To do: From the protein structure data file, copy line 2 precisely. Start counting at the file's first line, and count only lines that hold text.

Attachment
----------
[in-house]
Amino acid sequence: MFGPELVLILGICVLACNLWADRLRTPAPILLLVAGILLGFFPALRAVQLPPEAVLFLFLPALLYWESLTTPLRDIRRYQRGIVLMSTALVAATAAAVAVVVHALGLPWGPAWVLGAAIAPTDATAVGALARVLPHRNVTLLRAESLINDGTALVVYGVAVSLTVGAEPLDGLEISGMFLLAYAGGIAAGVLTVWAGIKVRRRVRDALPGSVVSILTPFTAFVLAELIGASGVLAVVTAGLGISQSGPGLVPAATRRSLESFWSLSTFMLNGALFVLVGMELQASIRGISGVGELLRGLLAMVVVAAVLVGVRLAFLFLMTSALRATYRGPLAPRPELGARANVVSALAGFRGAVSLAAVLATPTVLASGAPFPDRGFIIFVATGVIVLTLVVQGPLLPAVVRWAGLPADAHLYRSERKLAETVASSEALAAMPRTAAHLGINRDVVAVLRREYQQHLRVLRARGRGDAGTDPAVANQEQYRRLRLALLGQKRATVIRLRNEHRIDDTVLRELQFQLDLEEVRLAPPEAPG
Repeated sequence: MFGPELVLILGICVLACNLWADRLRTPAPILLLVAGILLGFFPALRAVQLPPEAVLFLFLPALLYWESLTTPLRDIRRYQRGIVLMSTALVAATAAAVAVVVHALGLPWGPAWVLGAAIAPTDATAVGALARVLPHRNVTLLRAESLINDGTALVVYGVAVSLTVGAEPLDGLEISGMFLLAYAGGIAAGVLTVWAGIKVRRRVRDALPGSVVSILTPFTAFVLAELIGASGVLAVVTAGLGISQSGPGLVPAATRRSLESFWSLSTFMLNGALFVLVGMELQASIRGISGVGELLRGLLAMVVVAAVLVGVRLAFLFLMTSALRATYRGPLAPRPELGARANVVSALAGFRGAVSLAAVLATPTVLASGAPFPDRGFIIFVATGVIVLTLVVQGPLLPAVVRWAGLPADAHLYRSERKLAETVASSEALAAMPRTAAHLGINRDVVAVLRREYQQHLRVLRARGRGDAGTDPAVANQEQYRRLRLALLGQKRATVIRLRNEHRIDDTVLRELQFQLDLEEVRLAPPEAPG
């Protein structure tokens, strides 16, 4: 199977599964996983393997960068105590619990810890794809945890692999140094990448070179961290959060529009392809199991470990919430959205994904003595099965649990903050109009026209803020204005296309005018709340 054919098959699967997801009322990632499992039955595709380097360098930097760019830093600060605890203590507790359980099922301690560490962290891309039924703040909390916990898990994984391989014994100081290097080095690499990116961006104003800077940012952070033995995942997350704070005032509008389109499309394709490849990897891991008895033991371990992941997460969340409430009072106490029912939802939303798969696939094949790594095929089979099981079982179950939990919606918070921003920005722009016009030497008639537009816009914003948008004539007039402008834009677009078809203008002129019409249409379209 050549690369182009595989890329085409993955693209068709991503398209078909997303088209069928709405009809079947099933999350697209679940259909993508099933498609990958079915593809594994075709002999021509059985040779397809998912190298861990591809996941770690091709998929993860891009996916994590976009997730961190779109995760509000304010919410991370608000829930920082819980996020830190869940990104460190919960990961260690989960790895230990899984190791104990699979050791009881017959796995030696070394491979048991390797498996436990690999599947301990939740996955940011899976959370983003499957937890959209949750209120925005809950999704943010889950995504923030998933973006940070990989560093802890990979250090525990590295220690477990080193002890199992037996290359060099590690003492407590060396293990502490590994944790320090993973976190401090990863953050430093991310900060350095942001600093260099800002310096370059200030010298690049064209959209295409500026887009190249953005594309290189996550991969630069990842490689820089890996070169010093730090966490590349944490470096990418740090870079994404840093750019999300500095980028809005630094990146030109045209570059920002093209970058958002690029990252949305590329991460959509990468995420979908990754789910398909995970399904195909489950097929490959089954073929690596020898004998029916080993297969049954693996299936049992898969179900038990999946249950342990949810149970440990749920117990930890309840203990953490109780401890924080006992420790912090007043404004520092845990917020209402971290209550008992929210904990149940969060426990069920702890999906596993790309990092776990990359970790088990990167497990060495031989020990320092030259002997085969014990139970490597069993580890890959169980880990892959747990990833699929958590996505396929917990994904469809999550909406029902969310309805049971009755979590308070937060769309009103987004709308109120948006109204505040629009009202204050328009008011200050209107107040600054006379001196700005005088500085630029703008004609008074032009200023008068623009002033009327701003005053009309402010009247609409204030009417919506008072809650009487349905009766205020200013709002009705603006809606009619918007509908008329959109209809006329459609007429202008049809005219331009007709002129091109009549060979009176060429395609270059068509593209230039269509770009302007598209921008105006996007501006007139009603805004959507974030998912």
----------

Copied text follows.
Amino acid sequence: MFGPELVLILGICVLACNLWADRLRTPAPILLLVAGILLGFFPALRAVQLPPEAVLFLFLPALLYWESLTTPLRDIRRYQRGIVLMSTALVAATAAAVAVVVHALGLPWGPAWVLGAAIAPTDATAVGALARVLPHRNVTLLRAESLINDGTALVVYGVAVSLTVGAEPLDGLEISGMFLLAYAGGIAAGVLTVWAGIKVRRRVRDALPGSVVSILTPFTAFVLAELIGASGVLAVVTAGLGISQSGPGLVPAATRRSLESFWSLSTFMLNGALFVLVGMELQASIRGISGVGELLRGLLAMVVVAAVLVGVRLAFLFLMTSALRATYRGPLAPRPELGARANVVSALAGFRGAVSLAAVLATPTVLASGAPFPDRGFIIFVATGVIVLTLVVQGPLLPAVVRWAGLPADAHLYRSERKLAETVASSEALAAMPRTAAHLGINRDVVAVLRREYQQHLRVLRARGRGDAGTDPAVANQEQYRRLRLALLGQKRATVIRLRNEHRIDDTVLRELQFQLDLEEVRLAPPEAPG